Voice and rhythm are subtle and important components of every written text.
Voice is about tone and style, and how the ideas and opinions you are writing about sound to your reader. Your reader will process the content, of course. But she will also “feel” things like your warmth, enthusiasm, fairness, disapproval, humor — and any other sentiment that comes through your writing.
For example, do you sound enthusiastic and knowledgeable? Do you sound aggressive, or arrogant? Does it seem like you lack a definable point of view? Do you position your argument in a balanced way? Does the text “feel” accessible to your readers, or is it dense and hard to read, with long sentences, fancy words, long paragraphs? Your voice is your logo; your stamp.
Rhythm is what pulls the reader through the text. It is the tempo and musicality of the read. Like voice and style, rhythm will be felt as a core idiosyncrasy of your writing. Does your writing pull the reader through the story quickly, or does the writing get bogged down with repetition and too many examples? Do you get to the main points quickly? Or does the reader have to work through a lot of text to know what you are arguing? Do the sentences feel short and choppy and slow the reader’s progress?
Often, a writer is not able to maintain consistent voice and rhythm through a long text. How do you know if the voice and rhythm of your text are smooth and consistent? Read your text aloud!
Reading the text aloud — to an interested and helpful listener or even to yourself if no one is available to listen — will reveal places in your writing where there is awkwardness or choppiness. You will feel the places that need your help. When you identify those places, make the necessary changes.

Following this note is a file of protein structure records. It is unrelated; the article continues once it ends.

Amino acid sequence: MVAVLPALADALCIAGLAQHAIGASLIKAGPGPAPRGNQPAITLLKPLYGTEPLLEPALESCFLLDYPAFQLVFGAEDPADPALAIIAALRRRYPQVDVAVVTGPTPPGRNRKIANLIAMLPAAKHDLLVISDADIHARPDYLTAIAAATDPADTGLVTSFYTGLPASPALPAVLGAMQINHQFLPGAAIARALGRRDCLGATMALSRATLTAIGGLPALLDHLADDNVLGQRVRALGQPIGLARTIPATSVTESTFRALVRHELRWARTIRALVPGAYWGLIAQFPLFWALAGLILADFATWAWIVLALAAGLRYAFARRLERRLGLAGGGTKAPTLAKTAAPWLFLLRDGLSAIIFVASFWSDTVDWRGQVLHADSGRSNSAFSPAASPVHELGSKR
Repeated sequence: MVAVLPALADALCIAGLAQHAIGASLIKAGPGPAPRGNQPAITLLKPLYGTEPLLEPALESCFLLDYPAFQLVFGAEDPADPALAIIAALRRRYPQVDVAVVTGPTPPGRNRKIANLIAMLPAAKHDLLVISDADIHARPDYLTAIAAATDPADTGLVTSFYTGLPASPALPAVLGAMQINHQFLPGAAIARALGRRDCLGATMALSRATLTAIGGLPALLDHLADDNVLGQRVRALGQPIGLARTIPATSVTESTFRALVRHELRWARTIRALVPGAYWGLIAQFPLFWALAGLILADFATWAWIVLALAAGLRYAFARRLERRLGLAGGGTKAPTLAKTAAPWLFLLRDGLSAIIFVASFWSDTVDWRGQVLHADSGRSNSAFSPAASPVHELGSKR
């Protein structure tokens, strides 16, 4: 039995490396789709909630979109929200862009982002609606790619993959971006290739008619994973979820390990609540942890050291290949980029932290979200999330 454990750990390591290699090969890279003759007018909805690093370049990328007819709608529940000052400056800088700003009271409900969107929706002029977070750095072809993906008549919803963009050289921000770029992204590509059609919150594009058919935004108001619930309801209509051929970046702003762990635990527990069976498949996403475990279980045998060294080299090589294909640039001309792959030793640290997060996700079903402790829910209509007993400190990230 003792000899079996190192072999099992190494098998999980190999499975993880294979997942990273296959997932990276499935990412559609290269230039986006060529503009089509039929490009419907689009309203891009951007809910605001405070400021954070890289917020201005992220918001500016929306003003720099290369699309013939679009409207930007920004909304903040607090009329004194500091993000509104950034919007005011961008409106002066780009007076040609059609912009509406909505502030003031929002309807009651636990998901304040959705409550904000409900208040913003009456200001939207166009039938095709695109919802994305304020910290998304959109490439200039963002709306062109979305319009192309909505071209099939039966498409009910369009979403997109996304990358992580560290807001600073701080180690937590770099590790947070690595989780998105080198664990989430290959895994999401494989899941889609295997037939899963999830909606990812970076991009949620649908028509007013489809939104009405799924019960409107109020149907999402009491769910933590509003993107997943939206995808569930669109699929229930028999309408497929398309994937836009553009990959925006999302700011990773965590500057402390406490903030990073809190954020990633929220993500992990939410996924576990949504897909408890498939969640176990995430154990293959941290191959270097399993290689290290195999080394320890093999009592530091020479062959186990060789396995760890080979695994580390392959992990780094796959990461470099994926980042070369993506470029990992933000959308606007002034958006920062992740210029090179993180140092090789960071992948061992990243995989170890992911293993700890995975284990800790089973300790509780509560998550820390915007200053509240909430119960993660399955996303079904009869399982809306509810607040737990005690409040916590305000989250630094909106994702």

1) Sometimes you will want to change a word that is too stuffy — or too casual — for the context. Adjust your word choice so that the degree of formality is consistent throughout your text. The level of formality or casualness in a written text is broadcast not only through word choice, but also through the choices you make in sentence construction, sentence length, paragraph length. All of these characteristics affect voice — and rhythm as well.
2) Perhaps there are too many short sentences that might be combined in some way or even edited out.
3) Look for sentences that are too long in the context. Long sentences work — just not if they are too long and ask the reader to process too much in order to understand your point. Restructure these overly long sentences.
4) The same applies to paragraphs. Look for paragraphs that are too long and dense and need to be broken into two or three separate paragraphs. Why? So that your writing is more reader-friendly. Isn’t your goal to have your reader understand your argument? Maybe your reader is a reviewer or a grant officer. Go for readability.
5) Look for repetition and rework those areas.
After you make a change or two, read aloud again. Listen to your voice and to the musicality and flow of the text. Keep changing; adding; deleting; adjusting. Play with voice and rhythm until your text is as smooth as velvet.